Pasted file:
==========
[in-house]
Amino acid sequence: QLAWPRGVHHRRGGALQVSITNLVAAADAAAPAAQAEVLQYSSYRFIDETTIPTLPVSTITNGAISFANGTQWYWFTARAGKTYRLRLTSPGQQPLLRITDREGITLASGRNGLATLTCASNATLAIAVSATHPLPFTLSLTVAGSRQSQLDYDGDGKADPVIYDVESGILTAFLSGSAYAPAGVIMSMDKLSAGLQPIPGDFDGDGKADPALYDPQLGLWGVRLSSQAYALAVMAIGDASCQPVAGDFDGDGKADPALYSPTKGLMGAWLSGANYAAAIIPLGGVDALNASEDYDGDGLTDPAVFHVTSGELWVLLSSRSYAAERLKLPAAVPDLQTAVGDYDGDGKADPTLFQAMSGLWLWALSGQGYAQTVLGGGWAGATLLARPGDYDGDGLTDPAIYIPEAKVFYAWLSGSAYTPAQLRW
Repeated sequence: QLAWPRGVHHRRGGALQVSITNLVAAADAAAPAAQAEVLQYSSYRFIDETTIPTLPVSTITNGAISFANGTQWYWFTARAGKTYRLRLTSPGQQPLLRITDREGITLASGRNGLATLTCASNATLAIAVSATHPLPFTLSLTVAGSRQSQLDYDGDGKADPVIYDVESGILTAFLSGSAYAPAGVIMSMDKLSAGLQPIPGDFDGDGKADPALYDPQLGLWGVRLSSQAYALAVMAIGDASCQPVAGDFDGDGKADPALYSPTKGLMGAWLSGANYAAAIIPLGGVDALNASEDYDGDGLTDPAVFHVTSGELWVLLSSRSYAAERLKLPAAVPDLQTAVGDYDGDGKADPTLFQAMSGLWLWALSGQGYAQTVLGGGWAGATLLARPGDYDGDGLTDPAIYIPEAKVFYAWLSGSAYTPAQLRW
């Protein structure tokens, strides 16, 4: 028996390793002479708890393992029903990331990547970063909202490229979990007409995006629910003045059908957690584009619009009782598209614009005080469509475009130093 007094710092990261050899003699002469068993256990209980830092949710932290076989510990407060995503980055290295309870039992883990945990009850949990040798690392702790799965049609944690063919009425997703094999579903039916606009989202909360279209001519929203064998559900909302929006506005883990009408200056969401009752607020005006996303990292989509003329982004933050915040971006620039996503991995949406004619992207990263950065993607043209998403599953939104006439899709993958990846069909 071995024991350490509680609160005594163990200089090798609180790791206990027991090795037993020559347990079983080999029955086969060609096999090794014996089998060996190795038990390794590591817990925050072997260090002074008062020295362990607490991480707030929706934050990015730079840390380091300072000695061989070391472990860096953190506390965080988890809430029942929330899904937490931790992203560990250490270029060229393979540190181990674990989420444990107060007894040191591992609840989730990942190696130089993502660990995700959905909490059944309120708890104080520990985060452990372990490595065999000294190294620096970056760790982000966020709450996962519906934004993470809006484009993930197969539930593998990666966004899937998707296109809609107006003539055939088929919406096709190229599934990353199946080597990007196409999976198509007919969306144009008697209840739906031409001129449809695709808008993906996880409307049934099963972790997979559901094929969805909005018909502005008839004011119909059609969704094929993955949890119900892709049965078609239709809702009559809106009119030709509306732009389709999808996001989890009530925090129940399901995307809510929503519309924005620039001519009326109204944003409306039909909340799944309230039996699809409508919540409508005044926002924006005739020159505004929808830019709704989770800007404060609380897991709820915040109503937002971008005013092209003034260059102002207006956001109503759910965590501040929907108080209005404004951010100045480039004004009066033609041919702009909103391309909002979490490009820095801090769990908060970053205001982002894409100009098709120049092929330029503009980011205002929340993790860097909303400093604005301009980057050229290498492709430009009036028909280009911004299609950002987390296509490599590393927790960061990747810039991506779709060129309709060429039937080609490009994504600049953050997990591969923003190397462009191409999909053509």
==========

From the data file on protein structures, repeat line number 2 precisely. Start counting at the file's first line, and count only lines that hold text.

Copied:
Amino acid sequence: QLAWPRGVHHRRGGALQVSITNLVAAADAAAPAAQAEVLQYSSYRFIDETTIPTLPVSTITNGAISFANGTQWYWFTARAGKTYRLRLTSPGQQPLLRITDREGITLASGRNGLATLTCASNATLAIAVSATHPLPFTLSLTVAGSRQSQLDYDGDGKADPVIYDVESGILTAFLSGSAYAPAGVIMSMDKLSAGLQPIPGDFDGDGKADPALYDPQLGLWGVRLSSQAYALAVMAIGDASCQPVAGDFDGDGKADPALYSPTKGLMGAWLSGANYAAAIIPLGGVDALNASEDYDGDGLTDPAVFHVTSGELWVLLSSRSYAAERLKLPAAVPDLQTAVGDYDGDGKADPTLFQAMSGLWLWALSGQGYAQTVLGGGWAGATLLARPGDYDGDGLTDPAIYIPEAKVFYAWLSGSAYTPAQLRW